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Before attempting to describe a typical Lancaster mission, it is necessary to set out the principal duties of the crew members to demonstrate that it was entirely the result of a tight knit team that such missions were possible. This teamwork and comradeship existed from the moment the crews assembled during their training until they were eventually disbanded or shot down. It permeated their whole lives on the ground and in the air. Prior to the introduction of the RAF’s four-engined heavy bombers, there had been no necessity for such mutual trust and dependence among so many men assembled in a single aircraft.

Unlike the American B-17 and B-24, the Lancaster came to feature only a single pilot, assisted on certain occasions by the flight engineer. Although the pilot was frequently an NCO with officer crewmembers, he was invariably the aircraft captain, responsible in the final resort for decisions regarding mission aborts, crew safety and overall defence against the enemy. (This was occasionally not the case in different Canadian units). His position, high in the nose of the aircraft, was the only one in the aircraft with armoured protection – a single sheet of armour behind his back. Apart from the obvious job of flying the aircraft, the pilot actively commanded his crew, calling crew checks on the intercom, and being responsible for the crew’s proficiency in emergency and dinghy drills. In the event of the crew being ordered to bale out, the pilot was the last to go – often holding the aircraft steady until the last moment.

The flight engineer, as his title indicates, was responsible to the pilot for the general functioning of the engines and systems, assisting the pilot during take-off, managing the distribution of fuel throughout the flight, carrying out running repairs – where possible – to components in the hydraulic, electrical and oxygen systems. His crew station, surrounded by fuel gauges and cocks, ammeters, system switches and warning lights, was immediately behind and to the right of the pilot, through a fold down seat on the right-hand side of the fuselage enabled him to operate the throttles and pitch controls during take-off.


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The navigator, occupying a compartment behind the pilot, was fully engaged throughout the flight with frequent course checks, taking fixes, maintaining the flight log, passing checks and changes of course to the pilot and, being the only crew member whose station was illuminated, was curtained-off. So engrossed in his work was many a navigator that he was – and undoubtedly preferred to be – oblivious to the noises and hazards of battle that raged about the aircraft.
With radio silence almost invariably imposed on bombing operations, it might be thought that the radio operator, in his crew station opposite the wing leading edge, would normally have little to do. Yet throughout the flight he had not only to keep a listening watch on his Group frequency in case of recall, but also detect enemy radio traffic between intercepting fighters and their controllers on the ground, and operate such jamming equipment that was carried in his aircraft. Later on in the war the radio operator also managed and employed the H2S radar equipment for navigation purposes, and the Monica tail warning radar, which gave indications of enemy fighters astern.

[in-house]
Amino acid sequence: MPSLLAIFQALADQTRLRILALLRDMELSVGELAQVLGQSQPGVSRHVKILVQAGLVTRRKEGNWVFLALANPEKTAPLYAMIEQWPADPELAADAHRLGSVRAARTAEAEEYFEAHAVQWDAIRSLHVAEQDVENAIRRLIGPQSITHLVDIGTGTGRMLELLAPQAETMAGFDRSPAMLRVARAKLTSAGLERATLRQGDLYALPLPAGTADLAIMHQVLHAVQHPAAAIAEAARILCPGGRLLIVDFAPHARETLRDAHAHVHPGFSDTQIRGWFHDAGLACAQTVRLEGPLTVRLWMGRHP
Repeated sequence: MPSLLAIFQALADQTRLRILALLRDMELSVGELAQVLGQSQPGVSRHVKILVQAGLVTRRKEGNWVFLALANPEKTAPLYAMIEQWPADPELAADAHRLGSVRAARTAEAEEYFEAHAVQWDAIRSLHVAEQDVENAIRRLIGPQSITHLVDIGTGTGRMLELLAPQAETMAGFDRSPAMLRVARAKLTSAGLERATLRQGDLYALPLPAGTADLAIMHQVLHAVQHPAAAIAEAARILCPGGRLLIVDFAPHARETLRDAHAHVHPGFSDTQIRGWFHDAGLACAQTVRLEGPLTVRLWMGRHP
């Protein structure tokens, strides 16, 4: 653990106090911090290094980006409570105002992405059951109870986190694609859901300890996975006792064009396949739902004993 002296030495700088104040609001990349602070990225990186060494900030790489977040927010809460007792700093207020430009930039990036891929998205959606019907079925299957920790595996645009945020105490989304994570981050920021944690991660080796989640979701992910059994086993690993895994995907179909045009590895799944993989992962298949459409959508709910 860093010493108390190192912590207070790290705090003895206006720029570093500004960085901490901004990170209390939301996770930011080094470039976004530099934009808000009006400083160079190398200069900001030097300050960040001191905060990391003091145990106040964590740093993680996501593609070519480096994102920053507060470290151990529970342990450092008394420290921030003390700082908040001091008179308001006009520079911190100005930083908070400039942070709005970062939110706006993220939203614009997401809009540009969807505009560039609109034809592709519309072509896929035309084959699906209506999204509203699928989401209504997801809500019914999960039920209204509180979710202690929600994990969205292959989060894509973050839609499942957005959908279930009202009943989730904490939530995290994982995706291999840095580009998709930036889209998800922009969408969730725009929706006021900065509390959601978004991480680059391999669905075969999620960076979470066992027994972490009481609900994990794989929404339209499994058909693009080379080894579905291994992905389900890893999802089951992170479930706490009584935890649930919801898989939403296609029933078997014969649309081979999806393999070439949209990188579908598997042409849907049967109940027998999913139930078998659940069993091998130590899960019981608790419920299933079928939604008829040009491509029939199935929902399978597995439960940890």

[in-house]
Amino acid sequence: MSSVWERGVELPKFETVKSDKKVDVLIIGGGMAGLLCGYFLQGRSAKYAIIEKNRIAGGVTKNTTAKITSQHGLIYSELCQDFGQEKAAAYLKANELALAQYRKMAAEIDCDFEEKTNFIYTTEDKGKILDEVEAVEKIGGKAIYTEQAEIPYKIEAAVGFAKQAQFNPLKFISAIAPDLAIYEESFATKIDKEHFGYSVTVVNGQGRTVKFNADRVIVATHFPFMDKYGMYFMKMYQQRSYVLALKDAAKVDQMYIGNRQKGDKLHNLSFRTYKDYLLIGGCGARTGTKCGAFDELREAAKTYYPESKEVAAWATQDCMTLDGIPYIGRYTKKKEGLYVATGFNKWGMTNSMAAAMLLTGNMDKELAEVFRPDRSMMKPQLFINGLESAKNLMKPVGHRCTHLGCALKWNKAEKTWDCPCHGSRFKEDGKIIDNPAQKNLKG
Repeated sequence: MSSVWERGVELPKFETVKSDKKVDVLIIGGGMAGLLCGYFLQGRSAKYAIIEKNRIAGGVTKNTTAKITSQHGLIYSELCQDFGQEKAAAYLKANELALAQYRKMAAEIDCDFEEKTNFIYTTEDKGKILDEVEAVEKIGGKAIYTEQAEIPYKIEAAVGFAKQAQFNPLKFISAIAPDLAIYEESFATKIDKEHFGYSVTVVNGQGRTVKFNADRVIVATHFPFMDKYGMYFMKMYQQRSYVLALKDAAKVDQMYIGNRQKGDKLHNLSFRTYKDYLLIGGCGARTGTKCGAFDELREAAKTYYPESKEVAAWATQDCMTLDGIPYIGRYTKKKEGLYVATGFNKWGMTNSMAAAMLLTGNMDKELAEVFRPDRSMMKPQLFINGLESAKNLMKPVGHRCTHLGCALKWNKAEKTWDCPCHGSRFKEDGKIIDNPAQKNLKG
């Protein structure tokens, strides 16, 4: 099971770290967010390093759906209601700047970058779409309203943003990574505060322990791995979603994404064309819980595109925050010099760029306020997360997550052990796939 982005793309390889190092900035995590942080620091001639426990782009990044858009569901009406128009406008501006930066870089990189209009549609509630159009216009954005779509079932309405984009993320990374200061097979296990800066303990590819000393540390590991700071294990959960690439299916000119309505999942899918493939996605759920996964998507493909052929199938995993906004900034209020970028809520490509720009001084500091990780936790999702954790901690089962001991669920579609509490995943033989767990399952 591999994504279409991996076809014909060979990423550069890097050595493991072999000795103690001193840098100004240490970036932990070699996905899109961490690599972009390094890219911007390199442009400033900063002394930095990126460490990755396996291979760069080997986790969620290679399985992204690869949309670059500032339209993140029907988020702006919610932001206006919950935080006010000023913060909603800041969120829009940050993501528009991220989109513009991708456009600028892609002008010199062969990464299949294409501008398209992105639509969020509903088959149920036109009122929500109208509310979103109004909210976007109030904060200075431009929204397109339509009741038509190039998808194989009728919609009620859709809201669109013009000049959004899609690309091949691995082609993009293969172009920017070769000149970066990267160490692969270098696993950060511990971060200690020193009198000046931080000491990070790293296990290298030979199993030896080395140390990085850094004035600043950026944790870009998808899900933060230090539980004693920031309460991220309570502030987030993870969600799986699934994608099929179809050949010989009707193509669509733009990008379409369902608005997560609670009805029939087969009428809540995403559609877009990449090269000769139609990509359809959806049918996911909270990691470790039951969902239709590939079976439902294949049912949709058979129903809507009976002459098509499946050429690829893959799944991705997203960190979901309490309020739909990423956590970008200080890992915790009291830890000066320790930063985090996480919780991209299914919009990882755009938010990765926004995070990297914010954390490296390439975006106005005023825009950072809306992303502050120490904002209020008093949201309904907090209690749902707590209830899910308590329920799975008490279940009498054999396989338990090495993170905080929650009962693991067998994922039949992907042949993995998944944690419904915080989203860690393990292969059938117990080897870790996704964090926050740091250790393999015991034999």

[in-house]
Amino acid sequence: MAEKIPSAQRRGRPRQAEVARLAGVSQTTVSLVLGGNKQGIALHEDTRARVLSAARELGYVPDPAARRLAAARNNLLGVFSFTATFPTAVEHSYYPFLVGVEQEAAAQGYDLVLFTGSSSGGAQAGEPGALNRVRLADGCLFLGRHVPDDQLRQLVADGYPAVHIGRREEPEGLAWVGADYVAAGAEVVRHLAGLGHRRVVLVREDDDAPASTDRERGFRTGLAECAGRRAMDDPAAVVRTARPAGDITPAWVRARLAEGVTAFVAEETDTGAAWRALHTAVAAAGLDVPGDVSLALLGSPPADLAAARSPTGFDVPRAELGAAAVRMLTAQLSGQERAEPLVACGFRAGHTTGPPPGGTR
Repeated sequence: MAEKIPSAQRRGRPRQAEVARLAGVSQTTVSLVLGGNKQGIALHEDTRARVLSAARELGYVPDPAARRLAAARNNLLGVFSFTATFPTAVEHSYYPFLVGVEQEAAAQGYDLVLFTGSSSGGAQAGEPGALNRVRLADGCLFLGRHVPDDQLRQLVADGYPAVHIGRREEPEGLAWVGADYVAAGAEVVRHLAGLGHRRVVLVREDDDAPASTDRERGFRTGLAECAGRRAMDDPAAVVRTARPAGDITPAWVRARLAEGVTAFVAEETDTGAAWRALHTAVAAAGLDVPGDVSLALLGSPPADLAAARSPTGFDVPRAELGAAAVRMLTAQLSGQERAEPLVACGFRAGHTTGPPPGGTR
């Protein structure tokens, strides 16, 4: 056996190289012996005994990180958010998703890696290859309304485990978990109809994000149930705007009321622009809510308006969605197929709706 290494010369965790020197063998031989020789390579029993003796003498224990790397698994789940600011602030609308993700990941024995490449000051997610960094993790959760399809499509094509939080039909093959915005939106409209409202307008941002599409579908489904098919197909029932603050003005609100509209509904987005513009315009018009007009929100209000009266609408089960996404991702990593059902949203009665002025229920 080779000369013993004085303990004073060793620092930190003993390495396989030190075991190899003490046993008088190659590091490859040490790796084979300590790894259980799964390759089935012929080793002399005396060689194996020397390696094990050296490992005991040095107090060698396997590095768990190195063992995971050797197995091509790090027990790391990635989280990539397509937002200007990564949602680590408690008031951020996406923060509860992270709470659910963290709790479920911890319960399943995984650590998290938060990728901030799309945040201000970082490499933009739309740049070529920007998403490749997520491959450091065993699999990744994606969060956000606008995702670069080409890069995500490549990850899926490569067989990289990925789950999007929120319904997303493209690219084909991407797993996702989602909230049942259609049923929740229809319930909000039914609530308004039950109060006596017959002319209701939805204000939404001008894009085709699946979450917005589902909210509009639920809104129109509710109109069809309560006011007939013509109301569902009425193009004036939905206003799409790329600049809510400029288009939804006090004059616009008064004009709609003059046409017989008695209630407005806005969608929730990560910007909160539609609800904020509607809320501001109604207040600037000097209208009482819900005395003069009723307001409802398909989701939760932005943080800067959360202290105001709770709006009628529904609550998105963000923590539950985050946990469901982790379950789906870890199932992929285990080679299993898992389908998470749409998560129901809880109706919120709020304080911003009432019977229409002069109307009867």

In the nose the bomb aimer had three principal duties – apart from notifying the pilot of approaching landmarks during the flight, for his field of vision was the best in the aircraft. (Although he was not supposed to take up his position in the nose until after take-off, it was extremely difficult to negotiate a way past the flight engineer in full parachute harness, and most bomb aimers did in fact install themselves in their crew station before take-off). On the outward flight he would most likely man his turret and keep a look-out for enemy fighters. It was however, his job to release the numerous bundles of Window at pre-briefed intervals (often as frequently as two or three times every minute) during the approach to the target, an unpopular chore owing to the large piles of these bundles that cluttered his already restricted compartment. On the actual bombing run he was of course responsible for fusing and selecting his bombs, guiding the pilot up to the point at which he assumed limited control through the automatic control system. After release of the bombs a photoflash would be discharged to synchronise with a photo taken by a camera under the cockpit, operated by the pilot, to show ground details of the point of impact of the aircraft’s bombs.


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The duties of the two gunners were of course vital for the survival of the aircraft and its crew. Just prior to crossing into enemy airspace they would fire a short burst to test their guns, but thereafter they would be scanning the sky to watch for other aircraft – friendly aircraft that might inadvertently stray dangerously close, and enemy aircraft. Theirs was the responsibility to maintain a commentary of enemy tactics so that the pilot could take effective evasive action. The majority of Lancasters in RAF service were not armed with the ventral turret, indeed could not be so armed when equipped with H2S radar whose large radome occupied the position otherwise taken by the turret. This almost universal absence of ventral defence rendered the Lancaster terribly vulnerable, a fact the Luftwaffe eventually exploited with its introduction of the upward firing cannons in their night fighters.

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